Chapter 4: When your parent dies
After a long illness
I mourned the loss of my father before he died, the gradual loss of the person I knew. We lost the closeness and camaraderie we once had, and our conversations were limited to the mundane. He had been a captain of a ship, but with the dementia, he lost all ability to navigate through life, so I had to make decisions for him and that was very hard.
I wish I had known that anticipatory grief isn’t the same as grief after death, and that grieving before someone dies doesn’t make grief after they’ve died easier.
If your parent had been living for a long time with an illness that affected their body, their thinking, or their emotions, you may be experiencing a variety of feelings. You may feel that you lost them, or parts of them, a long time ago. You may have been grieving these losses for weeks, months, or years while, at the same time, thinking about additional losses that hadn’t happened yet. This is called anticipatory grief.
Knowing that someone has an illness or condition that will likely cause their death can provide you with time to prepare; but it doesn’t mean that you won’t grieve when their death happens.
Relief and guilt
It is both normal and common to have feelings of relief when your parent dies after a long illness. You may also be feeling guilty about having these feelings. But feelings of relief can live alongside sadness, longing, or disbelief that your parent is really gone. You might even be relieved that you no longer have to provide care, while at the same time missing the closeness of caregiving. Click on the switch button to explore reasons you may feel both relief and guilt.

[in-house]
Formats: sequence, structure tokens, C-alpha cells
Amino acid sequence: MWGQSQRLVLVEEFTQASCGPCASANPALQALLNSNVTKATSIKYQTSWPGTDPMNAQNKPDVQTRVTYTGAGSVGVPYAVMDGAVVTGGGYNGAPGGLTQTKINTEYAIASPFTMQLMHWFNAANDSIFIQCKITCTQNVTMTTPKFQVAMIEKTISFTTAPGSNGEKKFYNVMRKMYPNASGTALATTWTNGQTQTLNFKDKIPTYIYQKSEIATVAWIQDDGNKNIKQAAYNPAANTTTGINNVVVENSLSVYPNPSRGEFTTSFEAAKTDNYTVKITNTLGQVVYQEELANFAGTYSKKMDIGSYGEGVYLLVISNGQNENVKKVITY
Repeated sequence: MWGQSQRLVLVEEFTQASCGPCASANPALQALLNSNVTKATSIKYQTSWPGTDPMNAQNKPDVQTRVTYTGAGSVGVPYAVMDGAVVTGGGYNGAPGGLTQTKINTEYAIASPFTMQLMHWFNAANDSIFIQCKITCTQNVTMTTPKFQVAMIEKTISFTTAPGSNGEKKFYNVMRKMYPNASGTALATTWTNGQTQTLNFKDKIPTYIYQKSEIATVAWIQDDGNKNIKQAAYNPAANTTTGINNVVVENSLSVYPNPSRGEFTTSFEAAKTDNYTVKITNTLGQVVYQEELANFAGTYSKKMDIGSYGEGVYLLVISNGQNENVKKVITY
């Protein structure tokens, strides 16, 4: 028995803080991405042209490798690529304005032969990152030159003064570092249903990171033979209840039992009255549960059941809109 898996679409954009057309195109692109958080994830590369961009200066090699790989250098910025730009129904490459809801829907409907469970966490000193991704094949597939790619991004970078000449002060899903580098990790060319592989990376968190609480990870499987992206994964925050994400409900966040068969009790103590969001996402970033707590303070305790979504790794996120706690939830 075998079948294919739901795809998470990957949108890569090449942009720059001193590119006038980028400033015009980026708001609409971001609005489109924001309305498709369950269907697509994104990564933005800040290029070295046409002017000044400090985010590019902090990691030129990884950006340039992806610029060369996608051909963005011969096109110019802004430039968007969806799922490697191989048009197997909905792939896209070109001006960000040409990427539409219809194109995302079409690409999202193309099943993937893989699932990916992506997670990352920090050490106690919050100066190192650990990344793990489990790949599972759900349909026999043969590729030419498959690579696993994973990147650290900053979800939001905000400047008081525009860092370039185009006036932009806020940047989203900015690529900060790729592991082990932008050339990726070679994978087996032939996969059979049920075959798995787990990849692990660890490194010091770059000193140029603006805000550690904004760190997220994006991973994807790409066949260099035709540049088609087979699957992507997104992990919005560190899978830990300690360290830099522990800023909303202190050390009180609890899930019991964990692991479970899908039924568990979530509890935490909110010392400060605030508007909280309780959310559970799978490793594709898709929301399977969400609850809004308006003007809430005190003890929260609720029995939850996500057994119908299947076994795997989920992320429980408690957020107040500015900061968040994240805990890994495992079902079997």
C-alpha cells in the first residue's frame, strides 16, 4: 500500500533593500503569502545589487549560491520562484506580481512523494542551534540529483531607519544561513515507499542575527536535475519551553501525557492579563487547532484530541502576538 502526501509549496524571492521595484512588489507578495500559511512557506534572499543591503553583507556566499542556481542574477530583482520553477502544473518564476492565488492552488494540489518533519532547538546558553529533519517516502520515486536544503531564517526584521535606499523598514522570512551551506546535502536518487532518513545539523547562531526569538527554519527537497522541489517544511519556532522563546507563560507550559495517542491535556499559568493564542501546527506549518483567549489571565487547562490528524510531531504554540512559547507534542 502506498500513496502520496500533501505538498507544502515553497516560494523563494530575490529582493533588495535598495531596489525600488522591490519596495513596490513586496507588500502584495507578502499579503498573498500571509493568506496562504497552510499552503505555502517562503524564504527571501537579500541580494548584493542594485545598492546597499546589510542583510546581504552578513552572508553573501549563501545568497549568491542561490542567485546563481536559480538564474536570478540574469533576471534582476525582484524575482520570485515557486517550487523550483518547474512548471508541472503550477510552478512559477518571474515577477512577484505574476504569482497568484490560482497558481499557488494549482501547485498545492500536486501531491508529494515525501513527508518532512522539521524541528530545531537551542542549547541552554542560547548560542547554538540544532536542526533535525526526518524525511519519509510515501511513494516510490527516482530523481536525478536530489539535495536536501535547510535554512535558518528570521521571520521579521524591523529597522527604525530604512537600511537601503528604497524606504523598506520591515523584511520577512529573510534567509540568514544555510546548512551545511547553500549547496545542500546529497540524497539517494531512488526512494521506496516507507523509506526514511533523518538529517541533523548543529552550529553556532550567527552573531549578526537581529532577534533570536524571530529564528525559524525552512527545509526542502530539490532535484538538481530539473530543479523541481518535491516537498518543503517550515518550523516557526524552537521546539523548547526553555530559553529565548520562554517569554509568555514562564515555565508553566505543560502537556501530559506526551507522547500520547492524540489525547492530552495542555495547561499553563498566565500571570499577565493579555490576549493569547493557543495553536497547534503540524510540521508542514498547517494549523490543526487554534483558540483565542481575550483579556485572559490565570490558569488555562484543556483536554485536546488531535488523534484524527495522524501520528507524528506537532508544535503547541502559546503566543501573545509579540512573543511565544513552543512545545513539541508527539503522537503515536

Their suffering is over.
You no longer have to witness their deterioration or suffering.
You are free of the responsibility of caregiving or having to put your life on hold.
You no longer have to deal with a troubled or “difficult” parent.
You may wonder if your sense of relief means you are glad your parent died.
You think your relief is selfish because you did not want to witness your parent’s suffering or deterioration, and you wanted to be free from caregiving.
You may question the treatment or care decisions you made.
You wonder if you could have been more kind or forgiving with a “difficult” parent.
These are all common and understandable emotions and thoughts.
Is your guilt reasonable or unreasonable?
If you are feeling guilty, examine your feelings and ask if they are based in reality or if they are exaggerated. If your guilt is reasonable, it might contain lessons that you can carry forward. In contrast, exaggerated guilt tends to be unrealistic, leading you into an endless loop where you revisit certain events over and over. With reflection, you can see that these events were beyond your control. This can still be a painful realization, but it may help to let go of feelings of guilt.
What may help
Recognize the care and support you were able to give your parent while they were ill.
Forgive yourself for any times when you couldn’t be present, remembering that a lengthy illness can take a toll on anyone’s energy and patience.Helpful Resources